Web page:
Boston Children’s Hospital Sleep Center Visit

I’ve hit a new level of crazy when it comes to sleep issues guys. A few months back in October I had reached my breaking point with Caleb, and also Julian, but really Caleb was the driving force behind my craziness. He was waking up 2-3 times a night and taking tiny, short naps through the day and becoming a HOT, hot mess by 5pm. Enough was enough so I made the decision to set up an appointment for him at Boston Children’s Hospital Sleep Center to see what the experts had to say about our situation.

Yes, I realize there are sleep consultants out there but I wasn’t willing to pay $$$$ for a random stranger to come tell me what I need to do and then leave. I also realize there are tons of online sleep courses but again, they’re $$$ and I didn’t trust myself to follow through the advice if I didn’t agree with it or like it.

The thing is, I feel like I’ve done my research. On top of incessant googling for sleep training and sleep schedules, I read and re-read my bible when it comes to sleep, Healthy Sleep Habits, Happy Child by Dr. Marc Weissbluth. Its a super informative science based book all about baby sleep that I downloaded to my phone at the height of Julian not sleeping around 5 months. This book is not for the faint of heart but if you are a sleep deprived and sleep obsessed parent like me you will devour it like I did. I knew I had to do some sort of sleep training with Caleb but I was nervous and unsure if it was even going to work since we had to sleep train Julian and he’s 3 and still waking up at night often!

Our appointment came up at the end of October. I dropped Julian off at his grandma’s and made my way down to Waltham to a Boston Children’s location in the pouring rain with Caleb. The Sleep Center was founded by Dr. Richard Ferber of Ferber method fame, for those who know about sleep training methods. So I already felt like I was in good hands. Bonus – I pulled up to the garage and a parking attendant showed me right to the bottom, front row parking spaces they reserve for caretakers with babies. Sweet.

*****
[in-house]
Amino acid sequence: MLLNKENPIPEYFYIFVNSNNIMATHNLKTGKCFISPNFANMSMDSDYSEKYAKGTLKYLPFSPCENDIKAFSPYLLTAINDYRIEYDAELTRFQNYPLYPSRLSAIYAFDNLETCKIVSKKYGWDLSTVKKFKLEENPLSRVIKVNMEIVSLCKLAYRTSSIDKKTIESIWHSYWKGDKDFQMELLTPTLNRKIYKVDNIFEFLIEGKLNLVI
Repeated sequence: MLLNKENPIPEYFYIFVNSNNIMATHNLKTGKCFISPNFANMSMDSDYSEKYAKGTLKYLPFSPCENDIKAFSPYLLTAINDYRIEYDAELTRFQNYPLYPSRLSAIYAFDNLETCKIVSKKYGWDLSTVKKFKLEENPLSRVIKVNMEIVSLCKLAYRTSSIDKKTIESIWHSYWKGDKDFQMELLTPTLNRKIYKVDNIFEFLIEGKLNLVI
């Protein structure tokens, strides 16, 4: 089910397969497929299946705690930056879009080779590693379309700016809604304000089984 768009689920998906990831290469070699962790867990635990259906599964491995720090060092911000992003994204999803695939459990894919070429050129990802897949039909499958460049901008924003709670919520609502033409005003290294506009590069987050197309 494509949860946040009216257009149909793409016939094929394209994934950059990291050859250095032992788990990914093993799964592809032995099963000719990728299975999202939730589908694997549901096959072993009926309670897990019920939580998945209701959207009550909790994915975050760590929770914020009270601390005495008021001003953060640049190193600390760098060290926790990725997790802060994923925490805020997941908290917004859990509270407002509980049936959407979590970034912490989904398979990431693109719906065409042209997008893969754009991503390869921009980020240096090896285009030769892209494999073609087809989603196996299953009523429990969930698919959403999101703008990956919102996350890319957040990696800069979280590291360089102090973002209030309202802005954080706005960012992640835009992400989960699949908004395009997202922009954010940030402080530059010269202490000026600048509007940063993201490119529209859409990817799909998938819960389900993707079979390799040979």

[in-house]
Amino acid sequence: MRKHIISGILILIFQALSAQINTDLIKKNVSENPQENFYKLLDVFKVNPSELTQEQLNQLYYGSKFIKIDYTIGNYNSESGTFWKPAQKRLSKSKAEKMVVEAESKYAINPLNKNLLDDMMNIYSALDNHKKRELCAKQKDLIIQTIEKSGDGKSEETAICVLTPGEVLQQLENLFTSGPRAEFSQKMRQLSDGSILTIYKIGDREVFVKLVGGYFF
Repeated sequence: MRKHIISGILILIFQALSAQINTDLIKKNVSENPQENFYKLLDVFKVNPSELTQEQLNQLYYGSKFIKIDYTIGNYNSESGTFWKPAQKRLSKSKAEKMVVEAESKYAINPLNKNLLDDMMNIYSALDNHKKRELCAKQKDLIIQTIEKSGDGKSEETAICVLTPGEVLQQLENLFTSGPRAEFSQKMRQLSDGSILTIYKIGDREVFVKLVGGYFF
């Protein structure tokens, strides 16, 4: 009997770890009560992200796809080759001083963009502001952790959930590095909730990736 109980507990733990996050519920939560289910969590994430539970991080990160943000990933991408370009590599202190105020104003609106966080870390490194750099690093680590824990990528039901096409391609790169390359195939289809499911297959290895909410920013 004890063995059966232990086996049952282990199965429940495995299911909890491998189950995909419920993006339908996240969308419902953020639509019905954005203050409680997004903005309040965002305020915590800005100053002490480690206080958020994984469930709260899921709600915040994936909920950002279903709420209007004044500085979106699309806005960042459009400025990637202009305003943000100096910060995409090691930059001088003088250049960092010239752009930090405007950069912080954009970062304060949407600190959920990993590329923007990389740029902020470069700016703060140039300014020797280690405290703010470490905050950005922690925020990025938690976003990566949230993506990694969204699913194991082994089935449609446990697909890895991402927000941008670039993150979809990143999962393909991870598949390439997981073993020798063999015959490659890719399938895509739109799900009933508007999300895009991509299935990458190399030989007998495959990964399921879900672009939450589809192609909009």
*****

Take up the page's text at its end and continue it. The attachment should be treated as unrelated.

The appointment was eye opening and although we still have work to do I’ve seen improvement in Cabe’s sleep, especially with naps. The appointment was with a nurse practitioner who was gentle mannered and SUPER thorough. She ended up talking to me for an entire hour after giving Caleb a quick exam and downloading a full health history on him from me. Part of me was feeling guilty I was taking my healthy son to a sleep appointment in the neurology department of Children’s Hospital when they were likely seeing patients with much greater needs than us, but the NP assured me they see lots of cases just like mine.

Here are a few things that I took away from our meeting.

–Age Appropriate Total Sleep Need

My biggest takeaway and surprise was that I was expecting way too much total sleep from him in a day. I was expecting him to do 12 hours at night and another 2 hours during the day for naps which totals 14 hours of sleep. She informed me that babies Caleb’s age (almost 9 months at the time) only need about 12 hours max total sleep, nights and days combined. I was shocked! This was not anywhere near what I had been reading in various articles and books. All this time I was so concerned with him being over tired and he was really probably not tired enough for all the sleep I was trying to get him.

–Daily schedule vs Wake times

Another helpful takeaway was the nurse practitioner having me set a daily sleep and wake schedule for Caleb vs going off time awake. I had been doing a routine of about 3 hours wake time, so no matter what time he woke up, ~3 hours later he’d be going back down for a nap, then ~3 hours after that another nap, then bedtime around 7. Sometimes if he was super fussy and only taken short naps it’d be more like 6 or 630. Our days were all over the place and I never knew how to plan anything in them. If it sounds like a hot mess to you then you’re right.